click I have many memories of my Dad’s fondness of birds. As mentioned in the Eulogy I wrote for his service, my dearest memory is of him cutting up worms on Mom’s breadboard for the baby robins in the nest on their veranda. Needless to say, Mom was not impressed!
Finpecia online I remember him being so sad when he realized that a momma robin had abandoned one of her babies in the nest. It didn’t know how to fly yet. Dad fed him for a few days and then he felt it best to let nature take it’s course. He gently lifted it out of the nest and put in in his garden. He never saw it again.
When we were driving back to Calgary after his funeral we noticed a crow seemingly to be leading us on. We had to go very slow as the roads were treacherous. The crow would fly a few hundred feet, seem to wait for us to catch up on the side of the road, then fly ahead again. Eventually, he just flew off. In my grief, I thought perhaps maybe that crow represented Dad, letting us know he was still with us. It brought me comfort.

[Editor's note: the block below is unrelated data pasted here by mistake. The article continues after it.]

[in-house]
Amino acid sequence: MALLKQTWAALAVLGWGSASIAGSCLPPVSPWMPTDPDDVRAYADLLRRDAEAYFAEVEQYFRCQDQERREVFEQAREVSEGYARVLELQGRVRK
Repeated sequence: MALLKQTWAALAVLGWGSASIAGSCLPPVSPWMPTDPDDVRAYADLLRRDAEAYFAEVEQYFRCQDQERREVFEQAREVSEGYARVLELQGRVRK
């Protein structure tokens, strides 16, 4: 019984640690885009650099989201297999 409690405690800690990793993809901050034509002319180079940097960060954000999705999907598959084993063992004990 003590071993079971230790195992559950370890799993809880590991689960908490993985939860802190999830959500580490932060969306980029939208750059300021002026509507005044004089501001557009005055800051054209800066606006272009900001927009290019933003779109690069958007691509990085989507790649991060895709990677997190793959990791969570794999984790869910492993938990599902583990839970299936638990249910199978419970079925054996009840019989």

Since retiring and moving to Parksville, my love for birds has increased. I am constantly on the look-out for them and am amazed at the varieties we have here. My brother has been equally taken with them for years. When he worked he would tell me stories of all the different kinds he’d seen and fed in the fields. He told me of a time when he saw a lone duck who looked exhausted, walking the prairie field. There wasn’t any water anywhere so he managed to box him up and take him to the nearest pond. The duck swam away happily. Jim and I have great conversations about birds now and I’ve learned a lot about them from him. We will always have that bond – no matter how long our time together on this earth is.